(David Jenkins photo)
All that was on the defenseman's mind was getting in front of an open net which was simply inviting the Farmington Knights to end the game.
After Sikeston goalie Michael Gipson left his post to try and swat a ball out of the air, Baker was the last possible option to keep the ball out of the net. He slid into the ball, and instantly felt discomfort in his knee at about the same time roars erupted from the Sikeston bench and crowd.
"I stayed back just to make sure everything was going to be alright," Baker said when recollecting the play. "I tweaked a little bit of my knee and the back of my leg. I had no idea what happened. I'm just happy it stayed out."
Baker's deflection saved Sikeston's season and, ultimately, led to the Bulldogs pulling out a 4-3 sectional win on Tuesday night earning the team's 20th win of the season as well as their first playoff win -- something that has never been done before in Sikeston school history.
"I'm kind of like the trash man," Baker said with a smile. "I kick it out."
Baker's been known as one of, if not the best, defenseman for Sikeston this season.
His speed and quickness make it nearly impossible for opposing goal scorers to get around him or trick with different dribbling moves.
His presence of mind to jump in front of an open net while sacrificing his body is exactly what a coach likes to see.
"Other coaches don't know what to do with Steven," Sikeston coach Doyle Noe said. "He's an amazing athlete. That ball was by Mike and they had an open net. They probably had a half of a step on Steven, but with his quickness and athleticism, he put it all out there and made a heck of a stop to stop the ball and we cleared the ball off the line.
"That was a big part of the game. Anybody else probably doesn't make that play. It was all hustle and heart from Steven."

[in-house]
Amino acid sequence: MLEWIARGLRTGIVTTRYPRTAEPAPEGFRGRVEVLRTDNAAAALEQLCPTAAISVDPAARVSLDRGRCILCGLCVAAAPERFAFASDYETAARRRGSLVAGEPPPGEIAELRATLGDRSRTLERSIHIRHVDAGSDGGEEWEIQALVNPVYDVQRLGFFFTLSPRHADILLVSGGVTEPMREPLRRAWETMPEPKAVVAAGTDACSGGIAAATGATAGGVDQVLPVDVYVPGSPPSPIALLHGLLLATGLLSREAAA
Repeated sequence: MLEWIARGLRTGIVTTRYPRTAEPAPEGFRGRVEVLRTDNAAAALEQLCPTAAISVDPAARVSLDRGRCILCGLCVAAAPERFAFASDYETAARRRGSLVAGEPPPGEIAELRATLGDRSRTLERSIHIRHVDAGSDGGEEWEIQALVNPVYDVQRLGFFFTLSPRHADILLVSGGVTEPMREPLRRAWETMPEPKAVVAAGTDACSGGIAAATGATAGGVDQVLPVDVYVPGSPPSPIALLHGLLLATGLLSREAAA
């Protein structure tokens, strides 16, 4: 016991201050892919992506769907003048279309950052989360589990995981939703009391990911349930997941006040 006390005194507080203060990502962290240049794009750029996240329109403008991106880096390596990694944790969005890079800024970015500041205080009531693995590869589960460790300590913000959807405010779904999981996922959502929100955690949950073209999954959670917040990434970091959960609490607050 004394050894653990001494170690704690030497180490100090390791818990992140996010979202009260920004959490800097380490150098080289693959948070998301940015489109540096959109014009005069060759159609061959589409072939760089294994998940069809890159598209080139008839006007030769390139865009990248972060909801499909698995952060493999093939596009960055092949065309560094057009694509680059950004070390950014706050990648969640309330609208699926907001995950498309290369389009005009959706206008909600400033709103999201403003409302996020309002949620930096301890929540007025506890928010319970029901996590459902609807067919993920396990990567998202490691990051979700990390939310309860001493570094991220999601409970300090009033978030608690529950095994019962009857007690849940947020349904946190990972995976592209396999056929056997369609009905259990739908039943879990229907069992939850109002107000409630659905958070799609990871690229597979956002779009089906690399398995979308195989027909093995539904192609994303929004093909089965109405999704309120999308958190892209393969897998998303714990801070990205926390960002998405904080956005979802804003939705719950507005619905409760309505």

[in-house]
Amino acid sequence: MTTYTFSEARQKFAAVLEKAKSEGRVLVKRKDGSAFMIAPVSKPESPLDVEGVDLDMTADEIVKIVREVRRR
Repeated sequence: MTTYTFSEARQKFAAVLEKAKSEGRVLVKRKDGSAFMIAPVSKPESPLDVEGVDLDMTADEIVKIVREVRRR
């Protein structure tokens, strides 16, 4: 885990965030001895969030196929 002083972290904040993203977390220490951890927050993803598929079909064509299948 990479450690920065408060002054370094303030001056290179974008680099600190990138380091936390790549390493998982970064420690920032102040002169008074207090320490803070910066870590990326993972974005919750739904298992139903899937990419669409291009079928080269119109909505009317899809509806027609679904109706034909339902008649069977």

What led to Baker's heroics was the aggressiveness of Sikeston keeper Michael Gipson. Twice already in the contest, Gipson had strayed a bit too far out of the goal which ended up costing the Bulldogs two goals.
"Michael is an amazing keeper," Noe said. "He's very athletic. But, with athleticism, sometimes, might be a tad bit of overconfidence. He was just trying to make a play and sometimes that's not the best thing to do.
"Overall, he played a great game though. He made two great saves in overtime to keep us on the field. He made some mistakes, but he made up for it with big saves to keep us in the game."
Although, more times than not, the athletic Gipson grabs corner kicks and fly balls with the slightest of ease, those two occasions, he admits, was him trying to do too much.
"I was trying to do too much," Gipson said. "I was really overdoing myself. Especially during big plays like that, I try to overextend. I just want to be the key player when I know I have the potential to do it."
"I knew (Baker) was there. I was telling him to clear the ball and I knew he was capable of doing what needed to be done."
Gipson was one of the teammates that helped carry Baker off the field following the sophomore's injury when saving the game. He also helped him along when the two teams shook hands after Brandon Goodwin sent the Bulldog faithful into a frenzy with his game-winning, overtime goal. All while Baker was being tended to on the bench for what would end up being minor injuries.
"Everybody was in the way and I couldn't even see Goodwin's goal," said Baker. "Again, I just heard the cheers."
Along with Gipson, Sikeston's defense has been the unsung hero of this historic season.
With Gipson recording the most shutouts as a goalie in school history, it's the rest of Sikeston's defense that has insured and protected Gipson's feat as much as they could.
The Bulldogs defense kept Farmington under wraps the entire first half. Gipson added spectacular dives, unrivaled leaps and everything in between to keep the Knights out of the net.
"I think the defense was the key player in the first half, especially," Gipson said. "They worked well together in clearing the ball."
Guys like Baker, Paul Hughes, Josh Hampton, Trey Tigart and Adam Johnson were in waiting either to clear a ball from ever getting to Gipson or to pick up one of Farmington's forwards in the wink of an eye.
"That deflates a team when you have a great defensive stop on an open net and you get out-hustled and outworked and all you have to do is tap it in," Noe said. "I think it did Farmington a little bit and it allowed us to get the ball down to the other end and end it."
The three goals that were scored on Gipson were from two instances where the senior tried jumping up to thwart a pass in front of the net, which strayed just above his outstretched hand. The other goal given up was on a penalty kick the sailed just to his left in the corner of the goal.